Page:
According to statistics from cybersecurity firm Coveware, companies are demonstrating increasing resistance to extortion demands. This trend has led to a record low of only 28% of companies paying ransoms in the first quarter of 2024.

The average ransom payment has decreased by 32% to $381,980. However, the median payment has increased by 25% to $250,000.

These numbers reveal a tactical shift by ransomware actors, abandoning unrealistic initial demands in favor of more approachable figures aimed at keeping victims hooked and willing to negotiate. It seems the strategy of scaring victims away with large ransom demands is backfiring.

Another major trend in Q1 2024 is the record-low rate of victim payment. Only 28% of victims opted to pay the demanded ransom, a significant drop signaling a change in mindset amongst affected businesses and organizations. This can be attributed to several factors:

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  • Improved Defenses: Businesses are actively upgrading their cybersecurity defenses, making successful attacks harder to execute and minimizing the need for decryptors only the attacker can provide.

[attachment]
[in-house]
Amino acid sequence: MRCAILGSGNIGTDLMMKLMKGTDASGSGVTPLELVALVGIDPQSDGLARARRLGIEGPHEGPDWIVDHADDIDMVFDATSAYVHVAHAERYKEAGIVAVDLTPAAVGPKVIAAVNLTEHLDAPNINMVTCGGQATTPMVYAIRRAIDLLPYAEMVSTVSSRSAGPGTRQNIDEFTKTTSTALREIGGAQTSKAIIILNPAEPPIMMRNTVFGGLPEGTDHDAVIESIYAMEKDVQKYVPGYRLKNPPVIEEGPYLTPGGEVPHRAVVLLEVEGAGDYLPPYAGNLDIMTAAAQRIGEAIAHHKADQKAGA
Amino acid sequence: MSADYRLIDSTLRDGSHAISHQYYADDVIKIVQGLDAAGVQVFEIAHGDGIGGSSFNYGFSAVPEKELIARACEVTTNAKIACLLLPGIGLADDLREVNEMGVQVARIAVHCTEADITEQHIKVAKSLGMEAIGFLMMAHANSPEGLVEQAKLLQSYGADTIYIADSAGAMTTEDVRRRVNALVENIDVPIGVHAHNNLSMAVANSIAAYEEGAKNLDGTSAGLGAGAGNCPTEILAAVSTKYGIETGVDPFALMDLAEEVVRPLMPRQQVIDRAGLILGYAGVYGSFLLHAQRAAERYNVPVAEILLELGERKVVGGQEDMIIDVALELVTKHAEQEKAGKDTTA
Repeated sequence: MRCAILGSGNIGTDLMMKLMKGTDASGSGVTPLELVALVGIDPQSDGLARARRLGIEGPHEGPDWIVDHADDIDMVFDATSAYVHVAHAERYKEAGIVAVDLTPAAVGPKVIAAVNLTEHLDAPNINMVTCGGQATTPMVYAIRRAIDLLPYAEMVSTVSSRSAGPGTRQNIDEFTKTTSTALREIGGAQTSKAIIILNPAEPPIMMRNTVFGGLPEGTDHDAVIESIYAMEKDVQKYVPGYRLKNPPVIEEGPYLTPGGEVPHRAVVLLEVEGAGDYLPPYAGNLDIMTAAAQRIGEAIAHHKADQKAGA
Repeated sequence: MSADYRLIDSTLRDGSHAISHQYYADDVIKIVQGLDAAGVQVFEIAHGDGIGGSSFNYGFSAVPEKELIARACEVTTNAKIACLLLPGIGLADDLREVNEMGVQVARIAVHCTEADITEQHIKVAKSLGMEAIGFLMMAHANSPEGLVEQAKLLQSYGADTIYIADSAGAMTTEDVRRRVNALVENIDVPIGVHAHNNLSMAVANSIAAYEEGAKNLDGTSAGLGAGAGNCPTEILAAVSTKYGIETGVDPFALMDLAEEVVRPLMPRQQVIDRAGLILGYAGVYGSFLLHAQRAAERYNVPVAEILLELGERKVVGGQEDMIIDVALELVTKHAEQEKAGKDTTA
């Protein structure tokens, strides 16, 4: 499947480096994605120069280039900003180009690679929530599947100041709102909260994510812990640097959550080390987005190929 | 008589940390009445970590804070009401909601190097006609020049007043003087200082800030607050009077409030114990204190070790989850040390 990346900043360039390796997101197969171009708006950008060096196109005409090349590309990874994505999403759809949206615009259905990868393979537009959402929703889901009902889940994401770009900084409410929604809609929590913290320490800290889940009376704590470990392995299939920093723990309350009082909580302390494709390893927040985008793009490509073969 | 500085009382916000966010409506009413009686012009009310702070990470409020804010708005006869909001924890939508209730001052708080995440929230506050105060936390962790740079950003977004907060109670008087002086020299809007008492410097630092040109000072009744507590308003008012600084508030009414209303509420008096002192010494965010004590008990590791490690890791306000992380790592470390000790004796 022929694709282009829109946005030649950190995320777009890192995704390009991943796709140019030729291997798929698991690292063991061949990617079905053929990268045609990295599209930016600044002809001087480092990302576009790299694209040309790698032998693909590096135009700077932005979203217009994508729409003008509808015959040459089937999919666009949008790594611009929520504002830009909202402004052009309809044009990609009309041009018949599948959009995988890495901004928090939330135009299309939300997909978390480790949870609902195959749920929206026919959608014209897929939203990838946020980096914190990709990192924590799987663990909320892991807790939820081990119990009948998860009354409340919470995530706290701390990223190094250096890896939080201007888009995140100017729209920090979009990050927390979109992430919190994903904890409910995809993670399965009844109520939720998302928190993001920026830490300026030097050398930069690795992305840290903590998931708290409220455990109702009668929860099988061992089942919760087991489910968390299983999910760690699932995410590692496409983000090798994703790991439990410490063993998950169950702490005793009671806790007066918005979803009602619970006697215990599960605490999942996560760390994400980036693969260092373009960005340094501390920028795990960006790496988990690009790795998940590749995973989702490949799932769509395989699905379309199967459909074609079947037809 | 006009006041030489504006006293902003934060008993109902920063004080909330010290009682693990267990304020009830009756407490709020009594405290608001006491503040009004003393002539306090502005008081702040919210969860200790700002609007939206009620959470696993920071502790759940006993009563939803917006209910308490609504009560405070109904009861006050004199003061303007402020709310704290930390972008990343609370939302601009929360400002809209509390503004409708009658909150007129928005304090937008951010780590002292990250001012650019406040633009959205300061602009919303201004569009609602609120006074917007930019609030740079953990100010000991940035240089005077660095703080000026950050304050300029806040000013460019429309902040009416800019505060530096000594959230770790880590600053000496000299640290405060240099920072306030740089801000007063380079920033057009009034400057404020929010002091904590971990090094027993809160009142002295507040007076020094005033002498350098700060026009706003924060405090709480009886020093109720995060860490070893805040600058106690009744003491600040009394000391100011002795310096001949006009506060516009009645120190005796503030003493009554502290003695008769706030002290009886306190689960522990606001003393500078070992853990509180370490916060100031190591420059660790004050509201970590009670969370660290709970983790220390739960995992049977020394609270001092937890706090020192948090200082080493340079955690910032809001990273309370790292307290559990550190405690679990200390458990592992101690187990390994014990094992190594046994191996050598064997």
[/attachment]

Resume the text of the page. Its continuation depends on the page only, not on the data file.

• Resilient Recovery: Improved backup strategies allow for data restoration without the threat actor’s cooperation.
  • Lost Trust: Victims are increasingly aware that payment offers no guarantee of data suppression. Attackers often leak or resell stolen data even after receiving payment, nullifying the incentive.

During Q1, 23% of victims opted to pay when their incident ONLY involved the publication of stolen data (i.e., the victim was not faced with needing a decryption key as part of their decision making process).

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